Both clinical and theoretical assumptions exist across disciplines which suggest that early feeding skills may be precursors to later speech and language skills. An additional question that has remained unclear is whether an altered trajectory of early feeding and oral motor skills development sets an infant on a path for altered or disordered speech and language development. The literature is also unclear in determining if there is a link between early feeding communicative behaviors and later speech and language skills. In order to better understand these relationships the current study examined infant communication during feeding and nonfeeding interactions and oral-motor feeding skills at 6 months adjusted age and later language scores at 2 years of age in 42 premature African American infants. In addition, data for variables that put premature infants "at risk" for developmental delays as documented prior to discharge, as well as maternal responsiveness at 6 months adjusted age were explored for relationships between these "at risk" variables and later infant language scores.
The results of the study revealed a significant predictive relationship between mealtime communication "red flags" at 6 months adjusted age and language scores on the Preschool Language Scale-4 (Zimmerman, Steiner, & Pond, 2002) at 2 years of age. Analyses also identified a significant predictive relationship between mothers' global level of responsiveness during feeding and nonfeeding interactions and infant language scores at 2 years of age. Additionally, variables that put premature infants "at risk" for developmental delays as documented prior to hospital discharge were also found to be predictive of later language scores. These findings emphasize the potential importance of observing mealtime communication during interactions between African American premature infants and their caregivers. In addition, these findings document the need for further research on the oral-motor feeding problems that may be unique to formerly premature infants. Further, the current investigation reveals the value in examining premature infants' early communication development within the context of their family systems and interactions with caregivers.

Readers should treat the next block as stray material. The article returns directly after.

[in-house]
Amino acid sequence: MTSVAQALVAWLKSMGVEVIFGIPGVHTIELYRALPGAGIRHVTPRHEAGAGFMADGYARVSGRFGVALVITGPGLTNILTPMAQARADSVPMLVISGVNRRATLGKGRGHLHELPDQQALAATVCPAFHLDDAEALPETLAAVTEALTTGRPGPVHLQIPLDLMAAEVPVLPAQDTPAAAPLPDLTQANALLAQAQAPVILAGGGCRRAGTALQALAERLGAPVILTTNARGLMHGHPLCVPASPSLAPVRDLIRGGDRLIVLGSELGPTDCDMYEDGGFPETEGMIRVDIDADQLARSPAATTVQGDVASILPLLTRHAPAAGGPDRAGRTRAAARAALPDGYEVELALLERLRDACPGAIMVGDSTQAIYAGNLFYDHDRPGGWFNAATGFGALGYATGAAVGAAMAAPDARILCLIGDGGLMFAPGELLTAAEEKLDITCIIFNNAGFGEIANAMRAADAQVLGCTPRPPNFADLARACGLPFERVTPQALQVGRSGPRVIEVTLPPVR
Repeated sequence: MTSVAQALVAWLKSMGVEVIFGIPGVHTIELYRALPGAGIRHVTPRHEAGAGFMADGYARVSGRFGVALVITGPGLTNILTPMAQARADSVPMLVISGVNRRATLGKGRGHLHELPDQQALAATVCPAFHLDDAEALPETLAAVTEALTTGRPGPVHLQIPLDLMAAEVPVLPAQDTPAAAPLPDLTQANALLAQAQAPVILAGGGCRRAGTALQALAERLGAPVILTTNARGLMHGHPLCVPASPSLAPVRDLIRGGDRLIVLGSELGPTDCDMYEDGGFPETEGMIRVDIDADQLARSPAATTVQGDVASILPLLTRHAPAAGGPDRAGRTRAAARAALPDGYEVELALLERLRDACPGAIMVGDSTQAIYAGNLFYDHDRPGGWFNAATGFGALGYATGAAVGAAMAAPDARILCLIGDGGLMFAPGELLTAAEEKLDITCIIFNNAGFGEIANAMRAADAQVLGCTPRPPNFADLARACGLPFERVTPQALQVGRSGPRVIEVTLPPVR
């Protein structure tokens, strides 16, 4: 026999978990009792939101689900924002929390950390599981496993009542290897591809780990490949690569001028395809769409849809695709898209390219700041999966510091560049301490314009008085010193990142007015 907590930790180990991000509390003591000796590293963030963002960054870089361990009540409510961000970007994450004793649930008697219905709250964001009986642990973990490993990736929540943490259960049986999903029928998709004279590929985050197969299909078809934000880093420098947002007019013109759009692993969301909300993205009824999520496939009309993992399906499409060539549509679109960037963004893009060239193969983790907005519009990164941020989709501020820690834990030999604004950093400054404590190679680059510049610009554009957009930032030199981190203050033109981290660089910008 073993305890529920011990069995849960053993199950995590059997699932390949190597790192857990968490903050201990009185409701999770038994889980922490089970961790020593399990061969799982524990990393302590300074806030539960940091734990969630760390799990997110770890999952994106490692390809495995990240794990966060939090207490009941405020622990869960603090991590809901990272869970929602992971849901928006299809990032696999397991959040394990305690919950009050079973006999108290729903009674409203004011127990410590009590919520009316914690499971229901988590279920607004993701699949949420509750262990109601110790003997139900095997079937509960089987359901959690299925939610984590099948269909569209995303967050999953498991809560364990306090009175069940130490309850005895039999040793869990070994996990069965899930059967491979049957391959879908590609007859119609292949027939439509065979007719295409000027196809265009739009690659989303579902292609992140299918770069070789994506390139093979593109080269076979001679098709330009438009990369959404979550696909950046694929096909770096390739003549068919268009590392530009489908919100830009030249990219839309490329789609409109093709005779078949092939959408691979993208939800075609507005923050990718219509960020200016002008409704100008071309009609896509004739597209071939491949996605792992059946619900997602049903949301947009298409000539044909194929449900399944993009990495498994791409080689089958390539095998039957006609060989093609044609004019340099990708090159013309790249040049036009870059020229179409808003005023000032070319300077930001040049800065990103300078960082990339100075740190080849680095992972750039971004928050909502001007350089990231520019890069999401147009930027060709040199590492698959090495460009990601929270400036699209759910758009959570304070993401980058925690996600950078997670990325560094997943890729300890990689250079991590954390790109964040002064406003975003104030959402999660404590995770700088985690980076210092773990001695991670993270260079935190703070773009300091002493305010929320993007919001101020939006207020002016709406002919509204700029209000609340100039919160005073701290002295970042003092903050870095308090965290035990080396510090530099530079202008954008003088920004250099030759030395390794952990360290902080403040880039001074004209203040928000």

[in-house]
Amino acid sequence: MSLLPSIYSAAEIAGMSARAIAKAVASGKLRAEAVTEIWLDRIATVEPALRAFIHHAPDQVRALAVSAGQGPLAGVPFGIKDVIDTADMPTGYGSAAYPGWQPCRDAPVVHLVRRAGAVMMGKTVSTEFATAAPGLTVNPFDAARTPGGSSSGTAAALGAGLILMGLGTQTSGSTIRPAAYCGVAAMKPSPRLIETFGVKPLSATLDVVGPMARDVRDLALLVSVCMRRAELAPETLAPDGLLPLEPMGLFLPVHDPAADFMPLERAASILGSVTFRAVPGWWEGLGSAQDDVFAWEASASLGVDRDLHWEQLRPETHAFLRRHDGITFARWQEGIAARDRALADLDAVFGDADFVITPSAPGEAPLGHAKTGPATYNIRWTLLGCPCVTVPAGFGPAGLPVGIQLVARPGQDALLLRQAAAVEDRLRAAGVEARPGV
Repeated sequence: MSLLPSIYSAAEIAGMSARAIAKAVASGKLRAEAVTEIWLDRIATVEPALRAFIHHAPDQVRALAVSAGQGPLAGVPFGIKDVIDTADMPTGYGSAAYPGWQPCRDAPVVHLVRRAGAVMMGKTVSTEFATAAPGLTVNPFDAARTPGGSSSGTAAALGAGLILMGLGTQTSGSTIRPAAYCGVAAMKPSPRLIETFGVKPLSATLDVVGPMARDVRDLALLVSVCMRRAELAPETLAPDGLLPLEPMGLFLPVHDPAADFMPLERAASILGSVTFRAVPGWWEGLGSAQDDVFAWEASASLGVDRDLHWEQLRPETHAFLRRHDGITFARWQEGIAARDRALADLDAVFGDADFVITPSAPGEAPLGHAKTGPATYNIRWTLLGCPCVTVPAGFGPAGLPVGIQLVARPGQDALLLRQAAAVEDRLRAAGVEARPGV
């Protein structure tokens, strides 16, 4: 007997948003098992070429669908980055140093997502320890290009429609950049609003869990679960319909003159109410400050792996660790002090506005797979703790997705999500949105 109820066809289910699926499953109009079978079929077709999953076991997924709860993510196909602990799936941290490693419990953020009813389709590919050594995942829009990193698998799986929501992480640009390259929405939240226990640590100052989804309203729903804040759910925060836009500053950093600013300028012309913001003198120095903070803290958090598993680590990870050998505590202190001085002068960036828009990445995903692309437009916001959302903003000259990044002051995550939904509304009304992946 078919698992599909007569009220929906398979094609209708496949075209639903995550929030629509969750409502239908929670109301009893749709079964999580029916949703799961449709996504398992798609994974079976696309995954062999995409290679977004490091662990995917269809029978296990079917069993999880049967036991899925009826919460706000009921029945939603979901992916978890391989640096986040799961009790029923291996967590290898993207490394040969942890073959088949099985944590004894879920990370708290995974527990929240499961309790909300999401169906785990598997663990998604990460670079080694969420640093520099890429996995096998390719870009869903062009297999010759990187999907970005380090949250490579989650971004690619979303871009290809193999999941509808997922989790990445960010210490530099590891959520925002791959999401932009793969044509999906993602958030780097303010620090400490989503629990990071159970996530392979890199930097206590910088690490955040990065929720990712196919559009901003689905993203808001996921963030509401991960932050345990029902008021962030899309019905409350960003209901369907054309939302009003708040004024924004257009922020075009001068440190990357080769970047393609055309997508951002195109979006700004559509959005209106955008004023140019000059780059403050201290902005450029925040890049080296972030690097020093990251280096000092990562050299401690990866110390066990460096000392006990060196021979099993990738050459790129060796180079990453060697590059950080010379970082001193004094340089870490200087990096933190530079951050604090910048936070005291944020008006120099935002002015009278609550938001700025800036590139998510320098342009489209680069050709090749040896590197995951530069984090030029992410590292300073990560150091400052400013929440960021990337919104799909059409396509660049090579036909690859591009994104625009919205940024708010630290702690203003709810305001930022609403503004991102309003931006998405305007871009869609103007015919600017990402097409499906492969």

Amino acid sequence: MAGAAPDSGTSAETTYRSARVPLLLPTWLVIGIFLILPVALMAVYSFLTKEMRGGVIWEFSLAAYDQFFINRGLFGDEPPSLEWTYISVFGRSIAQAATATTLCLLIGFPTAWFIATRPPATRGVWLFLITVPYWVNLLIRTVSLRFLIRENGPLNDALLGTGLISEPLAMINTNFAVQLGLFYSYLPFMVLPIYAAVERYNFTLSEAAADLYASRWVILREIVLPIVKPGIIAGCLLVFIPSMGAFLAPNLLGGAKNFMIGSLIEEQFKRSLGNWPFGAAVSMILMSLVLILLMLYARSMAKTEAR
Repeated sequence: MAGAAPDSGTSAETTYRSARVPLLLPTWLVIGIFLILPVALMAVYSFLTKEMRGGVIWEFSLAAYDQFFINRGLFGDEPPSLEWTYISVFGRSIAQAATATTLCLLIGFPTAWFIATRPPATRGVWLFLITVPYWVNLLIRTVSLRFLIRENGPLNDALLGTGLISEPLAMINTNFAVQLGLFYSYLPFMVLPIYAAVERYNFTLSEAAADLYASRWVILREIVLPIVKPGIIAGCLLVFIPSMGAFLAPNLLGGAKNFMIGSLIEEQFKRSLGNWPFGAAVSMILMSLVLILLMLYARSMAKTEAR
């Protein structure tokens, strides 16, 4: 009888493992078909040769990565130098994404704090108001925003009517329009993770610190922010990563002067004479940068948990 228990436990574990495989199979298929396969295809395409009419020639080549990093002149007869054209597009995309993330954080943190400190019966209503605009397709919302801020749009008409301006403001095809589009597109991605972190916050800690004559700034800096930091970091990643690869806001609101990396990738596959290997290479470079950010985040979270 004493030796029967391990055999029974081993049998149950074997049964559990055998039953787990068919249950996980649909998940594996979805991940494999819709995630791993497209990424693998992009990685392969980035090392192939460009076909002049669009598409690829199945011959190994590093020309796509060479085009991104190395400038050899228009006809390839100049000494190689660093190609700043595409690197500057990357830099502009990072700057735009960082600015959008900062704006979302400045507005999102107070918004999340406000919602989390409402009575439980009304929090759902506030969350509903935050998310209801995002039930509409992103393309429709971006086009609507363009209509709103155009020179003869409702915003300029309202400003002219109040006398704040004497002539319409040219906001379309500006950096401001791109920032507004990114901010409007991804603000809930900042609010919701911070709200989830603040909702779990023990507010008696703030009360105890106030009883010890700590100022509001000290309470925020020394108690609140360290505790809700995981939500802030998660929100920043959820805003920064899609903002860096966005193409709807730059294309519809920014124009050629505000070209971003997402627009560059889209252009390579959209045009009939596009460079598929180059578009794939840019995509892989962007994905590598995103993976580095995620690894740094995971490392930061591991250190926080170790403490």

|Commitee:||Humphry, Ruth, McLean, Lee, Thoyre, Suzanne, Watson, Linda|
|School:||The University of North Carolina at Chapel Hill|
|Department:||Speech & Hearing Sciences: Doctoral|
|School Location:||United States -- North Carolina|
|Source:||DAI-B 69/04, Dissertation Abstracts International|
|Keywords:||Communication, Feeding, Language, Oral-motor, Premature infants, Speech|
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